By Sara Herrington Jones
At Baptist Seminary of Kentucky, “Organizational Administration” is a course requirement. There’s been much discussion lately in this class on the impact of technology on both the “gathered” church experience and the “scattered” church as we live and move and have our being in the world.
I will admit that I have been rather skeptical about the value of technology in the life of the church if it is merely used to substitute meaningful personal interaction, but the question remains, “how do we equip our congregation to BE the church in the world in which they exist?” The world is technologically driven, and folks are squeezed for time and moments of meaningful rest, delight and true Sabbath at every turn. Could technology actually meet people in a way that both equips and nourishes them in the demands of everyday life?
The conversations from both classroom and fellowship discussions bled over into the staff at the church in which I serve. Inspired by the possibility of technology assisting congregants in an actual practice of spiritual disciplines and prayer, and in an effort of equipping church members with something to share with others who have no meaningful connection with a church at all, an idea for a podcast took hold. With the enthusiastic blessing of our senior pastor and the work of a very talented minister of outreach and communication, the “Wayfarer” podcast series came into being.
The Wayfarer podcast is offered daily during Lent by way of iTunes as a podcast or linked through the church website and Facebook pages. Initially more staff led, through the artful direction of the producer, the church itself is involved in this work. Focused on the “scattered” church – the members of the Body of Christ in the world as they interact at the grocery store, or work late hours, or find themselves waiting in line, or sitting in a coffee shop – the Wayfarer may be accessed at any time of day from multiple devices.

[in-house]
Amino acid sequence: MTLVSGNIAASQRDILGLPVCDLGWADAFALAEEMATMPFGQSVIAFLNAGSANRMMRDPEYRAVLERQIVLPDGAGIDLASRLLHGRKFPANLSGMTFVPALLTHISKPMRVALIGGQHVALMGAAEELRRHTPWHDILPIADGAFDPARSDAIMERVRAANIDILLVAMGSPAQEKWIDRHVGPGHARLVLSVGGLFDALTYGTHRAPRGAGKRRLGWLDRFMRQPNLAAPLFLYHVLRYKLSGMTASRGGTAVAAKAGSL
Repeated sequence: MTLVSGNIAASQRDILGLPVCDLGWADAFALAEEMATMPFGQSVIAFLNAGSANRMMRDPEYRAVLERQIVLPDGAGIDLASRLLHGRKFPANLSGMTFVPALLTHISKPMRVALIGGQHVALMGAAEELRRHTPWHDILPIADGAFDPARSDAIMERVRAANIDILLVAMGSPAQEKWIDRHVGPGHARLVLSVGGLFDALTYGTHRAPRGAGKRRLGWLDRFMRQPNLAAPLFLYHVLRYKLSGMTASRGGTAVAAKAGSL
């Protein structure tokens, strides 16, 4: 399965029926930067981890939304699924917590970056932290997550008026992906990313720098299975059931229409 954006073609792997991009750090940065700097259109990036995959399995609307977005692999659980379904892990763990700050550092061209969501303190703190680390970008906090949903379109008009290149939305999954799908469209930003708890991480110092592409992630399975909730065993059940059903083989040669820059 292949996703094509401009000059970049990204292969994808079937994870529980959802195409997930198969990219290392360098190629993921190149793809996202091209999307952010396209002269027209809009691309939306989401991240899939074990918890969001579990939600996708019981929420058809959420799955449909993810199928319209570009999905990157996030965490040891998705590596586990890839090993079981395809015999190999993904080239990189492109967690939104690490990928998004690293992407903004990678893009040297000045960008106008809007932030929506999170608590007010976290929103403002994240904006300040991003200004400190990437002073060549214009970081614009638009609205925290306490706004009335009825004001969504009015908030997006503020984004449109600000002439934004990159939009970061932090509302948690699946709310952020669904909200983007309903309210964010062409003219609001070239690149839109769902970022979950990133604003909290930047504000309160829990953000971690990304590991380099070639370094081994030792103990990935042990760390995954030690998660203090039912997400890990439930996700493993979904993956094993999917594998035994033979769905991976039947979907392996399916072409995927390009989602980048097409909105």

The format consists of opening sentiments and song, then voices of many in the church offering prayer, thoughts, interviews or conversation. To participate in production, congregants call – yes, call from their phone in their pajamas or coffee table or wherever – and leave a message with a prayer or thought which will be incorporated into an upcoming podcast. To access the podcast, congregants may use smartphones or computers in any manner that best suits their lives.
The podcast lasts about 12-15 minutes. It is “anti-media” by nature, however, it is an invitation to be interactive and a communal experience. Offering a daily invitation to prayer and listening, Wayfarer utilizes technology that was barely possible a decade ago.
Each Sunday the “gathered” community shares one of the prayers from the podcast as part of the service. If someone hasn’t listened to the podcasts, the individual is not left out, but rather finds more inclusion in the life and dialogue of the church by experiencing this intentional point of prayer.
What has happened with this use of technology has been transformational to our church.
- Congregants are hearing from, and praying with, other congregants via podcasts…
- Congregants are reaching out in inter-generational conversation over stories they have heard on the podcast (their normal circles of acquaintance did not include each other)
- Students, neighboring churches and members of the community have begun to listen
- We have had visitors coming to our church building – the “gathered church” in a building – finding us through the Wayfarer podcast and the website.
And what do all of these developments have in common? The people participating are living a shared experience of prayer and spiritual practices together, regardless of family background, political beliefs or economic status. It provides commonality that we have failed to realize as well in our regular Sunday services.
So, I am grateful to have a seminary that requires us to think about the future of the church in the world. I am grateful for a professor who strives to keep up-to-date with technology and how the church might move forward in the twenty-first century. I am glad to have my skepticism challenged and to witness what is happening in our community. Thanks be to God!
Sara Herrington Jones is a student at Baptist Seminary of Kentucky and holds numerous certifications through Catechesis of the Good Shepherd. She serves as Minister for Children at Central Baptist Church in Lexington, Ky.